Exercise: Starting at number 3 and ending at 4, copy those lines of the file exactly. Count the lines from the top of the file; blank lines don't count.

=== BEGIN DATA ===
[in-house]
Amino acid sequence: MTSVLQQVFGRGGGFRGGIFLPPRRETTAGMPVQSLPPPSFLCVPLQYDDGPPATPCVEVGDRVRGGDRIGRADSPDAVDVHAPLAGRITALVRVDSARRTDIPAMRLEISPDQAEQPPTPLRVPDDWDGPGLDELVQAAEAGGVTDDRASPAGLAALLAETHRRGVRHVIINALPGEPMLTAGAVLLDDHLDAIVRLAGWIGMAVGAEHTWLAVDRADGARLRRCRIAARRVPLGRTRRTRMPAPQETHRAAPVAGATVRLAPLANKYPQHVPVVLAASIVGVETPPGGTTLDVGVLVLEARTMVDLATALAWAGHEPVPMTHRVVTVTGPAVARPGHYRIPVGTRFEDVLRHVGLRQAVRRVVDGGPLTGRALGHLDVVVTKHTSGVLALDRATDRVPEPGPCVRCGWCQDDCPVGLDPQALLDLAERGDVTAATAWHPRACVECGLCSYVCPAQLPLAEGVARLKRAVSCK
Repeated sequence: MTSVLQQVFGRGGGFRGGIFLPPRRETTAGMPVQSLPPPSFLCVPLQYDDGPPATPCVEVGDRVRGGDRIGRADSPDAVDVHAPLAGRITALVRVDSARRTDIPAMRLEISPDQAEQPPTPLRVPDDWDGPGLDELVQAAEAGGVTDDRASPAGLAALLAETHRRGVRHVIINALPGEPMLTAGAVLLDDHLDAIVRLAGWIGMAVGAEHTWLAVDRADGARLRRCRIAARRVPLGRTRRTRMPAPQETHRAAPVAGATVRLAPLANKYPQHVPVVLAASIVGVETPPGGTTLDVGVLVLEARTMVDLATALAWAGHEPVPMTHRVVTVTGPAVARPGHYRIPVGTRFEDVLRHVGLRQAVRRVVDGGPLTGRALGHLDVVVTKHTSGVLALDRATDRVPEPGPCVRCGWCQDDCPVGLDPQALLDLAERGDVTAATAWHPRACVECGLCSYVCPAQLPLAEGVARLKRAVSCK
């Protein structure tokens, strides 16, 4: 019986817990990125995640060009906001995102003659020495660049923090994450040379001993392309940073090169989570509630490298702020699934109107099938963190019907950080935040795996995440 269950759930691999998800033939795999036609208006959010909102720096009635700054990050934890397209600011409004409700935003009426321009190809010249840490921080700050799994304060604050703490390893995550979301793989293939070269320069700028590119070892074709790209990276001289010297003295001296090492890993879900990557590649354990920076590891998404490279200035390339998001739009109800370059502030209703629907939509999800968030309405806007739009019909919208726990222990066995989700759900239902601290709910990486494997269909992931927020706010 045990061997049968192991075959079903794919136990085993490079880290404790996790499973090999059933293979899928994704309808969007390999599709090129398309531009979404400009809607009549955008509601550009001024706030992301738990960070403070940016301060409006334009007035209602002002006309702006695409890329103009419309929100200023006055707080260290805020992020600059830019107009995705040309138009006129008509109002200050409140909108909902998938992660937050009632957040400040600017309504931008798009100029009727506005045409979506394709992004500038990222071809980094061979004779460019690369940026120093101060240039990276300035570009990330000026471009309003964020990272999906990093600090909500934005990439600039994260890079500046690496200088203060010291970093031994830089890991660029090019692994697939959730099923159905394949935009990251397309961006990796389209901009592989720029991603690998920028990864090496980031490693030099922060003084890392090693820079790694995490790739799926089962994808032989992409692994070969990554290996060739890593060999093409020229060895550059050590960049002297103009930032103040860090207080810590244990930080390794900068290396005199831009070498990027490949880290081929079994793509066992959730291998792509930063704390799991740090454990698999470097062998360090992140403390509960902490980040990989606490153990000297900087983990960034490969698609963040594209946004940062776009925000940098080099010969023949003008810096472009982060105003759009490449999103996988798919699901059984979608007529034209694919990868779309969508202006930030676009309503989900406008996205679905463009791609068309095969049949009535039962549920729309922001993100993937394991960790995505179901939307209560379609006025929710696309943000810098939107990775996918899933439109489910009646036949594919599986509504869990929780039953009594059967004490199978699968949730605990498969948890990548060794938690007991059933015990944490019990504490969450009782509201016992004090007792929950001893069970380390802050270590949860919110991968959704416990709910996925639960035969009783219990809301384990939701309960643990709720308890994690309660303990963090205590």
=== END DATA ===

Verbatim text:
Repeated sequence: MTSVLQQVFGRGGGFRGGIFLPPRRETTAGMPVQSLPPPSFLCVPLQYDDGPPATPCVEVGDRVRGGDRIGRADSPDAVDVHAPLAGRITALVRVDSARRTDIPAMRLEISPDQAEQPPTPLRVPDDWDGPGLDELVQAAEAGGVTDDRASPAGLAALLAETHRRGVRHVIINALPGEPMLTAGAVLLDDHLDAIVRLAGWIGMAVGAEHTWLAVDRADGARLRRCRIAARRVPLGRTRRTRMPAPQETHRAAPVAGATVRLAPLANKYPQHVPVVLAASIVGVETPPGGTTLDVGVLVLEARTMVDLATALAWAGHEPVPMTHRVVTVTGPAVARPGHYRIPVGTRFEDVLRHVGLRQAVRRVVDGGPLTGRALGHLDVVVTKHTSGVLALDRATDRVPEPGPCVRCGWCQDDCPVGLDPQALLDLAERGDVTAATAWHPRACVECGLCSYVCPAQLPLAEGVARLKRAVSCK
């Protein structure tokens, strides 16, 4: 019986817990990125995640060009906001995102003659020495660049923090994450040379001993392309940073090169989570509630490298702020699934109107099938963190019907950080935040795996995440 269950759930691999998800033939795999036609208006959010909102720096009635700054990050934890397209600011409004409700935003009426321009190809010249840490921080700050799994304060604050703490390893995550979301793989293939070269320069700028590119070892074709790209990276001289010297003295001296090492890993879900990557590649354990920076590891998404490279200035390339998001739009109800370059502030209703629907939509999800968030309405806007739009019909919208726990222990066995989700759900239902601290709910990486494997269909992931927020706010 045990061997049968192991075959079903794919136990085993490079880290404790996790499973090999059933293979899928994704309808969007390999599709090129398309531009979404400009809607009549955008509601550009001024706030992301738990960070403070940016301060409006334009007035209602002002006309702006695409890329103009419309929100200023006055707080260290805020992020600059830019107009995705040309138009006129008509109002200050409140909108909902998938992660937050009632957040400040600017309504931008798009100029009727506005045409979506394709992004500038990222071809980094061979004779460019690369940026120093101060240039990276300035570009990330000026471009309003964020990272999906990093600090909500934005990439600039994260890079500046690496200088203060010291970093031994830089890991660029090019692994697939959730099923159905394949935009990251397309961006990796389209901009592989720029991603690998920028990864090496980031490693030099922060003084890392090693820079790694995490790739799926089962994808032989992409692994070969990554290996060739890593060999093409020229060895550059050590960049002297103009930032103040860090207080810590244990930080390794900068290396005199831009070498990027490949880290081929079994793509066992959730291998792509930063704390799991740090454990698999470097062998360090992140403390509960902490980040990989606490153990000297900087983990960034490969698609963040594209946004940062776009925000940098080099010969023949003008810096472009982060105003759009490449999103996988798919699901059984979608007529034209694919990868779309969508202006930030676009309503989900406008996205679905463009791609068309095969049949009535039962549920729309922001993100993937394991960790995505179901939307209560379609006025929710696309943000810098939107990775996918899933439109489910009646036949594919599986509504869990929780039953009594059967004490199978699968949730605990498969948890990548060794938690007991059933015990944490019990504490969450009782509201016992004090007792929950001893069970380390802050270590949860919110991968959704416990709910996925639960035969009783219990809301384990939701309960643990709720308890994690309660303990963090205590």